This work was supported by China Earthquake Administration, Institute of Seismology Foundation (IS201726163). The first author would like to appreciate the support from China Scholarship Council and China Earthquake Administration.

Conflicts of Interest

The authors declare no conflict of interest.


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Figure 1. Schematic diagram of infrared thermography detection.
Figure 1. Schematic diagram of infrared thermography detection.
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Figure 2. Impact experimental setup (a) test setup; (b) data acquisition system. (PVC: polyvinyl chloride; PVA-ECC: polyvinyl alcohol fiber reinforced engineering cementitious composite).
Figure 2. Impact experimental setup (a) test setup; (b) data acquisition system. (PVC: polyvinyl chloride; PVA-ECC: polyvinyl alcohol fiber reinforced engineering cementitious composite).
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Figure 3. Thermal contrast of first five impacts in the warm-up period (The arrow indicates the high temperature abnormal zone).
Figure 3. Thermal contrast of first five impacts in the warm-up period (The arrow indicates the high temperature abnormal zone).
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Figure 4. Photograph of the specimen’s surface before and after impacts.
Figure 4. Photograph of the specimen’s surface before and after impacts.
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Figure 5. Thermal contrast of last four impacts in the warm-up period (The rectangular box indicates the elongated abnormal zone corresponding to the cracks).
Figure 5. Thermal contrast of last four impacts in the warm-up period (The rectangular box indicates the elongated abnormal zone corresponding to the cracks).
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Figure 6. Thermal contrast of first five impacts in the cool-down period.
Figure 6. Thermal contrast of first five impacts in the cool-down period.
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Figure 7. Thermal contrast of last four impacts in the cool-down period.
Figure 7. Thermal contrast of last four impacts in the cool-down period.
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Figure 8. Thermal contrast profile perpendicular to the extension of the crack.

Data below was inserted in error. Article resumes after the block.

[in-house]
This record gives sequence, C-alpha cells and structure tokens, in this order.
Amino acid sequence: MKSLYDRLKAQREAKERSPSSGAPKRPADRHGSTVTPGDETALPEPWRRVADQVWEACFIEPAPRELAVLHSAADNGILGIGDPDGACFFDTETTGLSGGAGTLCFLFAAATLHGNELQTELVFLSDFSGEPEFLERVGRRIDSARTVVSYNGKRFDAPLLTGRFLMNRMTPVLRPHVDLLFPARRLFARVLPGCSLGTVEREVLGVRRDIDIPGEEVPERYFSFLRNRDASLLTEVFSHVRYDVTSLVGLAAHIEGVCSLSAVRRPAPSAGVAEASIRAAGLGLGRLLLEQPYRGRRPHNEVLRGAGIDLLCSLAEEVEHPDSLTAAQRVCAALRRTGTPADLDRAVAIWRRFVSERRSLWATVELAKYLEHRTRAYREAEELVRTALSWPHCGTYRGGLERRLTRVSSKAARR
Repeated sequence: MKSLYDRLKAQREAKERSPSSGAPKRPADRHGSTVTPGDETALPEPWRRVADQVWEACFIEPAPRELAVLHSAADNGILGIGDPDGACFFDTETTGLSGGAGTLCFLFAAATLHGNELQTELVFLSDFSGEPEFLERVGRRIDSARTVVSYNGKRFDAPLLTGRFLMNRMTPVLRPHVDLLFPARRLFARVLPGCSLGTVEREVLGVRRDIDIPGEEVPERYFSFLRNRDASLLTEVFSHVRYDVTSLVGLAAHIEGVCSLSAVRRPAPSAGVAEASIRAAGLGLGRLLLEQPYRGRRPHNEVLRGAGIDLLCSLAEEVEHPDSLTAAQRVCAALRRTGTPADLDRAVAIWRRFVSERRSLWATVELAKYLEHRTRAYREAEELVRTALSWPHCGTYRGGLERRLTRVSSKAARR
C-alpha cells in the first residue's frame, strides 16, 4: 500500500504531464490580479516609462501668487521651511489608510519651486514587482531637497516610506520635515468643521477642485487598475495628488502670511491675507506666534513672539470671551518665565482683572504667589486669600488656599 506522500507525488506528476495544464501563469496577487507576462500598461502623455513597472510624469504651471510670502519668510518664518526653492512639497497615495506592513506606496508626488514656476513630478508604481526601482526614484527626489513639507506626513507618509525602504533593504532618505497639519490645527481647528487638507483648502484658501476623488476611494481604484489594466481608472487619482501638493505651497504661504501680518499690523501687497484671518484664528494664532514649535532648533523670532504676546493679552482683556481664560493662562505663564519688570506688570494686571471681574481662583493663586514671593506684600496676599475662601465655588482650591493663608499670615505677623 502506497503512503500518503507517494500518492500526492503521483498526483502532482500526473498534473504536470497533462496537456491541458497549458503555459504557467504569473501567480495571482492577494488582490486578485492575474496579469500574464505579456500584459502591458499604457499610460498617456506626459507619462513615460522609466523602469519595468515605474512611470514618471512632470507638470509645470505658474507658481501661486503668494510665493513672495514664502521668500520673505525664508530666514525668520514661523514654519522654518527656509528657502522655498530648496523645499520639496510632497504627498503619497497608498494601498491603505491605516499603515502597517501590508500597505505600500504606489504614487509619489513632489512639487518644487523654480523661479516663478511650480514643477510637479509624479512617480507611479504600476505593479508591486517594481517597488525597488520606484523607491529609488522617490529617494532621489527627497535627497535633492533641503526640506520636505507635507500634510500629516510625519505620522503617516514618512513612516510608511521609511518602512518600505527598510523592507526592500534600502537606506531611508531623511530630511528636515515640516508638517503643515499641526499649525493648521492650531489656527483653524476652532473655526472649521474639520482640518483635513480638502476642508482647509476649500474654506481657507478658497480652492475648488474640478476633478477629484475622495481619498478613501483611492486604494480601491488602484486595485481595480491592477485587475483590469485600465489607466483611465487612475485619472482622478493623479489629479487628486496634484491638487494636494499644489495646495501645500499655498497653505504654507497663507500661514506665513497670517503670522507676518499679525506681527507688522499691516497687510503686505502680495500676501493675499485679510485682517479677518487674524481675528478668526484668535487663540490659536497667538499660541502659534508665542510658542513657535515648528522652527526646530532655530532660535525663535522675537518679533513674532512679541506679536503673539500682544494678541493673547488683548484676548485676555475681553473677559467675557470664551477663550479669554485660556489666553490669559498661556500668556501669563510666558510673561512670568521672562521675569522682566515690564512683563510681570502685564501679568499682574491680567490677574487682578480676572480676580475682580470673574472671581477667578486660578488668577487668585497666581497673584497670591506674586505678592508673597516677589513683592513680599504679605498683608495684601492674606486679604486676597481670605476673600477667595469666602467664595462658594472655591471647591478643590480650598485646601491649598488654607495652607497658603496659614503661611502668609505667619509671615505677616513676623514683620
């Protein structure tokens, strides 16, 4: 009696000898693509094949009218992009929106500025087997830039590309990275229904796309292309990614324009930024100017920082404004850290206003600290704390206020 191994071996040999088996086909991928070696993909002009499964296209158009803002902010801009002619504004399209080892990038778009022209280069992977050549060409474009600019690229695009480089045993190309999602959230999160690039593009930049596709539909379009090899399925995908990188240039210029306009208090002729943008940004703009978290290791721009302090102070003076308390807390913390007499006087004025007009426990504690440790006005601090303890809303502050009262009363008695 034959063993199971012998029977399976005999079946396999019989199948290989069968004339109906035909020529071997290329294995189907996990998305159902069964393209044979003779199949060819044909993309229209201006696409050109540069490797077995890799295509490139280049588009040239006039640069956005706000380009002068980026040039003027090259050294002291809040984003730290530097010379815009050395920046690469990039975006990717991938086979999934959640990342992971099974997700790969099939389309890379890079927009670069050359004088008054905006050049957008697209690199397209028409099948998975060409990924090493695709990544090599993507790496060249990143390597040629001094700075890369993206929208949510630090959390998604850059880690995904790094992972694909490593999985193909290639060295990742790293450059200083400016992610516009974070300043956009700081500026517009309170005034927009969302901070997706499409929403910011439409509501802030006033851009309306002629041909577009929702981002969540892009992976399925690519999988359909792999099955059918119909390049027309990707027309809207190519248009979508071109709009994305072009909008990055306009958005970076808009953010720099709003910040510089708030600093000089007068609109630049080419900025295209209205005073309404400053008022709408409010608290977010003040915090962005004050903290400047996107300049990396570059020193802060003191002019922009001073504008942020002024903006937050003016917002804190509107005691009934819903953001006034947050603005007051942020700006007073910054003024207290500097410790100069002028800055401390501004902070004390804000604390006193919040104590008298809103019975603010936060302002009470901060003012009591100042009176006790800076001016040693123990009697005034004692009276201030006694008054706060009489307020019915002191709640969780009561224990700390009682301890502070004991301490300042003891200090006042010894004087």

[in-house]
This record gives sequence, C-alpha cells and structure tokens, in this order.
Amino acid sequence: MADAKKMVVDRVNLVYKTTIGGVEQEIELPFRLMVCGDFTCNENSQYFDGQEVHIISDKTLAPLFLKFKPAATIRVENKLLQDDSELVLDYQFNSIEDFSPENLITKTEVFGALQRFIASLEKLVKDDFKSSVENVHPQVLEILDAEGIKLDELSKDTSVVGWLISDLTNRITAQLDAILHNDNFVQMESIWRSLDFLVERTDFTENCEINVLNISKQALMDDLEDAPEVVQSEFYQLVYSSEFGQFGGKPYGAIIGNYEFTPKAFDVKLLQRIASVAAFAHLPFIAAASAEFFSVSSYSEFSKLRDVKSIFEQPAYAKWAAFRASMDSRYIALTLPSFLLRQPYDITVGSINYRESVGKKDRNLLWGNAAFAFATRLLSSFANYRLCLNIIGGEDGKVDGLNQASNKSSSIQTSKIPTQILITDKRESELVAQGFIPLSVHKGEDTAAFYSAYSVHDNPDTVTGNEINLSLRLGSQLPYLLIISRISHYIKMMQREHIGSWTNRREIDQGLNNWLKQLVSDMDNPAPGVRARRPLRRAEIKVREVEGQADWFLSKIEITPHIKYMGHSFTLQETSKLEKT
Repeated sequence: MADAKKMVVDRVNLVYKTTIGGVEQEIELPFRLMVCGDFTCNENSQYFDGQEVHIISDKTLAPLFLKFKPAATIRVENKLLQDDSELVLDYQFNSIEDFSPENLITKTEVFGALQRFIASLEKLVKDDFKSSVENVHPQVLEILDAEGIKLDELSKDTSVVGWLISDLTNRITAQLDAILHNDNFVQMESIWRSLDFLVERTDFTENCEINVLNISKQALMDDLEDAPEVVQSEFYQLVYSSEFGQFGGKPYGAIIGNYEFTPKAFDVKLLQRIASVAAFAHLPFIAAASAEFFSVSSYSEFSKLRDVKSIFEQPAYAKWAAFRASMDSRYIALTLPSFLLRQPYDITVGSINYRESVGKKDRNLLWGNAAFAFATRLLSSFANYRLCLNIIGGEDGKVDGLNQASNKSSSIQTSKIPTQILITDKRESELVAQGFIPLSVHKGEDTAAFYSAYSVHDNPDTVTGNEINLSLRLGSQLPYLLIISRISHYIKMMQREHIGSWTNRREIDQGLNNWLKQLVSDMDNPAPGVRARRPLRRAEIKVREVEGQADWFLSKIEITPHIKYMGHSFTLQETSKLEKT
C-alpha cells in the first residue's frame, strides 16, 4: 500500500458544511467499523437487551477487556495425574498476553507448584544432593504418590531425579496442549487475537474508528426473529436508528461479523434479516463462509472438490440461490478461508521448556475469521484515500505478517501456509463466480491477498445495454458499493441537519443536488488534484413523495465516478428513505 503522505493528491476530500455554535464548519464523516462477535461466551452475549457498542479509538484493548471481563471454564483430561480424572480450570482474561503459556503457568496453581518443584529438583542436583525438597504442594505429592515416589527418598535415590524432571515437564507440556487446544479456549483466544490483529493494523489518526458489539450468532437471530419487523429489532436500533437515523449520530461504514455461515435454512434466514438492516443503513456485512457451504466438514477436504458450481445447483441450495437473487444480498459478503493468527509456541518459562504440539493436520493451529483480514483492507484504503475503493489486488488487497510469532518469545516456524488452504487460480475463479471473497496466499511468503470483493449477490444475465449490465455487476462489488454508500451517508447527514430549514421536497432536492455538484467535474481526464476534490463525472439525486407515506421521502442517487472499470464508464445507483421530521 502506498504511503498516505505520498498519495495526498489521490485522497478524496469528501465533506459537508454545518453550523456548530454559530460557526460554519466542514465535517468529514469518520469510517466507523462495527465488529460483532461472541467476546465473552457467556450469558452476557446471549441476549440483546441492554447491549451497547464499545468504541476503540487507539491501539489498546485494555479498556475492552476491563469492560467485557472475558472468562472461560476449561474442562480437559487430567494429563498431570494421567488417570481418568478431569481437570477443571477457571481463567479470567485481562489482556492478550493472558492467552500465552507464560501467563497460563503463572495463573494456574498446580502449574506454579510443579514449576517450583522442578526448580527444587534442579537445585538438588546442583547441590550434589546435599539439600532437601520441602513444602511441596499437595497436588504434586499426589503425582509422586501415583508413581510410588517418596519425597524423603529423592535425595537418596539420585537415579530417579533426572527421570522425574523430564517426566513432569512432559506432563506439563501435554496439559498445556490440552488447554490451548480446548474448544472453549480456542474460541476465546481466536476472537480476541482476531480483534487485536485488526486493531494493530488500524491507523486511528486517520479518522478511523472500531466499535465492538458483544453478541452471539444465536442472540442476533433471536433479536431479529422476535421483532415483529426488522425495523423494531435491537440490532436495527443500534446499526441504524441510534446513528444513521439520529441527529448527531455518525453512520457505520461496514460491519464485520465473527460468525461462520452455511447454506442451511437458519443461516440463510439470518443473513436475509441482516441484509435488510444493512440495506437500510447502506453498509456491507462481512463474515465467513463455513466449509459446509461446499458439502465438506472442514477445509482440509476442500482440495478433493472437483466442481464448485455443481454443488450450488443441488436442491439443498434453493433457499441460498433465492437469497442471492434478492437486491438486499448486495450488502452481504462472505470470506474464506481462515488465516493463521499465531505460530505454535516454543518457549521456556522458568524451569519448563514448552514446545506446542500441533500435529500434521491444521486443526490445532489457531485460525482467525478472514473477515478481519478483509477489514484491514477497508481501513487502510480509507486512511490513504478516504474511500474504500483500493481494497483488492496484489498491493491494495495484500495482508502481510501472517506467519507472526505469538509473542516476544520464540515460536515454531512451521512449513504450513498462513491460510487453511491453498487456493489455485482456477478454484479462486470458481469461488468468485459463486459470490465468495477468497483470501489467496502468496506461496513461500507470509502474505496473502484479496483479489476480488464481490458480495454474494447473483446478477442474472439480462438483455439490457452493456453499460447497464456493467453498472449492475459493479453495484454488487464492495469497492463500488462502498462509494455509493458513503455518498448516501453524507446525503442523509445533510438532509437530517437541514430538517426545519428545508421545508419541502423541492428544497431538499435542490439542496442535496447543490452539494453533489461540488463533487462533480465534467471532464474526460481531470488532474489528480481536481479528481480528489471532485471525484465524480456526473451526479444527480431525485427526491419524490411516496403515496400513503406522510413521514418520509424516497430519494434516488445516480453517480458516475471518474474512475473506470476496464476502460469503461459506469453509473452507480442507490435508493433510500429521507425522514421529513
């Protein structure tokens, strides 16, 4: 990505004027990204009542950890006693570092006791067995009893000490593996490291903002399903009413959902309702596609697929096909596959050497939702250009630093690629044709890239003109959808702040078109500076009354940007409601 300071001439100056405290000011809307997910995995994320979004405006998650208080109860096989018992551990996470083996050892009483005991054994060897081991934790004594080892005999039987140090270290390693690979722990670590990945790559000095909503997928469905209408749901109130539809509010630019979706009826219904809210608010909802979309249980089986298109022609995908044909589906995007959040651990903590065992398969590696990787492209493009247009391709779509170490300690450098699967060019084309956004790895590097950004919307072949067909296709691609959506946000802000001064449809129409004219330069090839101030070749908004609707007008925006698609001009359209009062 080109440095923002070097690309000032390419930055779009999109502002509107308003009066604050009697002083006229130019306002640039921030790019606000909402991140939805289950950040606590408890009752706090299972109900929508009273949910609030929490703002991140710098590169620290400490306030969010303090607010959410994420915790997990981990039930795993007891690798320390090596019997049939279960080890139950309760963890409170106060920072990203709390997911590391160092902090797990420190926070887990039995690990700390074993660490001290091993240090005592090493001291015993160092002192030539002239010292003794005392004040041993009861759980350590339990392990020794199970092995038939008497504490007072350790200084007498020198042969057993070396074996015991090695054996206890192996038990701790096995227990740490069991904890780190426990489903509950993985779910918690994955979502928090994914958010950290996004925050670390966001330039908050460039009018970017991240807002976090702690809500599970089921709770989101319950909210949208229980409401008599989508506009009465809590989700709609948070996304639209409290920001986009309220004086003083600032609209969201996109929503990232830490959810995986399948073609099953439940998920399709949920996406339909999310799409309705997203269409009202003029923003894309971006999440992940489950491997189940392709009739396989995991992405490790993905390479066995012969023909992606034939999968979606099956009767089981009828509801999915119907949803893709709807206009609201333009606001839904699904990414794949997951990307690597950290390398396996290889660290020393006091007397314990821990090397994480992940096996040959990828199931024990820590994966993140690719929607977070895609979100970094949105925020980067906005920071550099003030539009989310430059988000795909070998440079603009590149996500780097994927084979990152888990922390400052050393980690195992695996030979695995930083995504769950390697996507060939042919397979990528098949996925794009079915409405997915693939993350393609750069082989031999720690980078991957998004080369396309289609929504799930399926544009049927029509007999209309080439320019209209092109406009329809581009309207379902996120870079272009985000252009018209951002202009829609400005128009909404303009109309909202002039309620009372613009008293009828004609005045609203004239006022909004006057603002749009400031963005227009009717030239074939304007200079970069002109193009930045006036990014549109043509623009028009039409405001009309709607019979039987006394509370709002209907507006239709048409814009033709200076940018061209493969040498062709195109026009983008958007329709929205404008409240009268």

Figure 8. Thermal contrast profile perpendicular to the extension of the crack.
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Figure 9. Temperature versus time in the defective area and nearby intact area.
Figure 9. Temperature versus time in the defective area and nearby intact area.
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Table 1. Composition of polyvinyl alcohol fiber reinforced engineering cementitious composite (PVA-ECC) under study [22]. (PVA-ECC: Polyvinyl alcohol fiber reinforced engineering cementitious composite; SP: Superplasticizer, a high-range water-reducing admixture).
Table 1. Composition of polyvinyl alcohol fiber reinforced engineering cementitious composite (PVA-ECC) under study [22]. (PVA-ECC: Polyvinyl alcohol fiber reinforced engineering cementitious composite; SP: Superplasticizer, a high-range water-reducing admixture).
CementSandFly AshWaterSP (%)PVA (%)
Table 2. Properties of the polyvinyl alcohol (PVA) Fiber [22].
Table 2. Properties of the polyvinyl alcohol (PVA) Fiber [22].
Nominal Strength (MPa)Apparent Strength (MPa)Diameter (mm)Length (mm)Young’s Modulus (GPa)Elongation (%)

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MDPI and ACS Style

Wu, J.; Xu, C.; Qi, B.; Hernandez, F.C.R. Detection of Impact Damage on PVA-ECC Beam Using Infrared Thermography. Appl. Sci. 2018, 8, 839.

AMA Style

Wu J, Xu C, Qi B, Hernandez FCR. Detection of Impact Damage on PVA-ECC Beam Using Infrared Thermography. Applied Sciences. 2018; 8(5):839.

Chicago/Turabian Style

Wu, Jianchao, Changhang Xu, Baoxin Qi, and Francisco C. Robles Hernandez. 2018. "Detection of Impact Damage on PVA-ECC Beam Using Infrared Thermography" Applied Sciences 8, no. 5: 839.